A young person's biological and psychological changes occur during adolescence. In addition to the physical changes that accompany this period, a teenager's brain is also developing new methods of working and growing.
Teen drug use typically coexists with other mental health issues. A teen who has a drug misuse problem, for example, is more likely to also have depression, anxiety, and learning or behavioral disorders. Drugs can sometimes make diagnosing these other issues more challenging as they may cover up possible symptoms that could be related to these other disorders. Adolescents may begin taking drugs to cope with such disorders. Nevertheless, frequent drug misuse may worsen those conditions.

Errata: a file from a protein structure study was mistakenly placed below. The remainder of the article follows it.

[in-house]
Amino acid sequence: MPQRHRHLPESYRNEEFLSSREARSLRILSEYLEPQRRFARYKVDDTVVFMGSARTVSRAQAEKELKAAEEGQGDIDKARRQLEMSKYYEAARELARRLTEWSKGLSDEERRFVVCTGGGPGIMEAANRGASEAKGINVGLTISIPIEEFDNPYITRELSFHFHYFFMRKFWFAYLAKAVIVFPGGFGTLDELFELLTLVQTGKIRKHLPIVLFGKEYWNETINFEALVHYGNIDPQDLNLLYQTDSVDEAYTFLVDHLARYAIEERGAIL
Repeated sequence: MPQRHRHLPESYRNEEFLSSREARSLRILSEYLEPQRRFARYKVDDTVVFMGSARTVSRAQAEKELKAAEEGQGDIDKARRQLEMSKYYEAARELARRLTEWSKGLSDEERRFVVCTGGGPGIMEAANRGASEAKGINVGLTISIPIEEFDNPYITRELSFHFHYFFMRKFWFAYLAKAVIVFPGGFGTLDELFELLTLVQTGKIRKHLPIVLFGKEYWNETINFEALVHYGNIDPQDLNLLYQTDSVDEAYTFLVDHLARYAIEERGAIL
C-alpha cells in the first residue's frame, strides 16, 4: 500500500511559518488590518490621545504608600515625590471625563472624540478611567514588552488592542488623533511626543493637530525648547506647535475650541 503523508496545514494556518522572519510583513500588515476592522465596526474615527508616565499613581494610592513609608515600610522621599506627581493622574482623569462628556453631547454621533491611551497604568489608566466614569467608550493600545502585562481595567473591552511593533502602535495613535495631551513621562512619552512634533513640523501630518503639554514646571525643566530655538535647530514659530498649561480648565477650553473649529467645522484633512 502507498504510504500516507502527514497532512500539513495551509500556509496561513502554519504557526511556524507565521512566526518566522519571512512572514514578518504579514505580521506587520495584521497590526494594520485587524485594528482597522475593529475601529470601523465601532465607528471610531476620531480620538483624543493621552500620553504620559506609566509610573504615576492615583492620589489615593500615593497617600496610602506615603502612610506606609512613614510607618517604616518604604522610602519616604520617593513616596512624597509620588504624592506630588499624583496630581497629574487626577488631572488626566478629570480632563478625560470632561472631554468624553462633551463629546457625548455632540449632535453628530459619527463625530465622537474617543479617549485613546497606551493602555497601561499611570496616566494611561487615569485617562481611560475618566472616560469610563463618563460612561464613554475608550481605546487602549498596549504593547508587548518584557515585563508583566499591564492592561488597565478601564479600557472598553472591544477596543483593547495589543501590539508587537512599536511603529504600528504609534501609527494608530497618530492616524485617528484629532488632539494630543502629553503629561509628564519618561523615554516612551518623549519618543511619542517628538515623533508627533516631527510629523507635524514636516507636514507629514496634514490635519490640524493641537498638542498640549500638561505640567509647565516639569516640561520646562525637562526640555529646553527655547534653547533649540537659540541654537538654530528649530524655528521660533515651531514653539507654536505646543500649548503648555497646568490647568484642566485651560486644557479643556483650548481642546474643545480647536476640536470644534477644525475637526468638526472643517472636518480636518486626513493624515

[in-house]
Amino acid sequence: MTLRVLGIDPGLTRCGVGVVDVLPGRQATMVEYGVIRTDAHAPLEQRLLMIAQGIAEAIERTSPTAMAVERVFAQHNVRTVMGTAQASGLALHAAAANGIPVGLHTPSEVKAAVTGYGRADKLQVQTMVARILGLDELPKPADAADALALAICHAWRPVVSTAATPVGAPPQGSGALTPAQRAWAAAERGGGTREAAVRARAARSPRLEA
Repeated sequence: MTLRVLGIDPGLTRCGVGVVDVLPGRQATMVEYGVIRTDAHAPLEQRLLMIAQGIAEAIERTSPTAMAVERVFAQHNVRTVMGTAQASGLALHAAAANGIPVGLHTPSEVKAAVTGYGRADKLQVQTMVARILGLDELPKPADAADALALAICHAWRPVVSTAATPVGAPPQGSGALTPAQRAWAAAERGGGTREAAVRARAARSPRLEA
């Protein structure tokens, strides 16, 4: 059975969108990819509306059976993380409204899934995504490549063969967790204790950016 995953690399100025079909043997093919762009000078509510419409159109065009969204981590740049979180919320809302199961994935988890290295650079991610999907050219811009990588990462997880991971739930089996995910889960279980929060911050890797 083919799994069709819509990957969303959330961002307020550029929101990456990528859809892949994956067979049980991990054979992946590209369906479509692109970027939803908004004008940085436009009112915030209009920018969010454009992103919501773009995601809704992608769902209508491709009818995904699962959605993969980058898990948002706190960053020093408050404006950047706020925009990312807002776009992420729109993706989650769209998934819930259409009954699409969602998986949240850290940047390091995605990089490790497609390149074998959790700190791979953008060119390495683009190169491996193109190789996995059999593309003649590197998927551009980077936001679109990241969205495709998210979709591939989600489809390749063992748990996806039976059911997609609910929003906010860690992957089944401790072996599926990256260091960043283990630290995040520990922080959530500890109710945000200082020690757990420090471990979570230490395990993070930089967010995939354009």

The teenage years are extremely important for the healthy development of the brain. Due to this, it is critical to maintain a healthy lifestyle during the teenage years in order to have a good cognitive function as an adult. Drug addiction can have a short-term influence on the brain's capacity to function, as well as a long-term impact on appropriate growth and development.
Substance misuse has an impact on a teen's brain development in many ways, such as interfering with neurotransmitters and causing damage to brain circuits. Also, reducing one's opportunity to experience pleasure. Moreover, developing memory problems, such as memory loss or hallucinations, where you think something has happened but it didn’t. It may also result in missed chances during a period when learning capacity is at its peak, as the young mind has a greater capacity to absorb information. Substance abuse from a young age may also influence the brain’s neural pathway in creating the expectation of an unhealthy lifestyle, which may feed one’s addiction even more and create a habit where your body requires the substance. Finally, as the brain is still developing, perceptual abilities may be restricted as a result of substance abuse from a young age.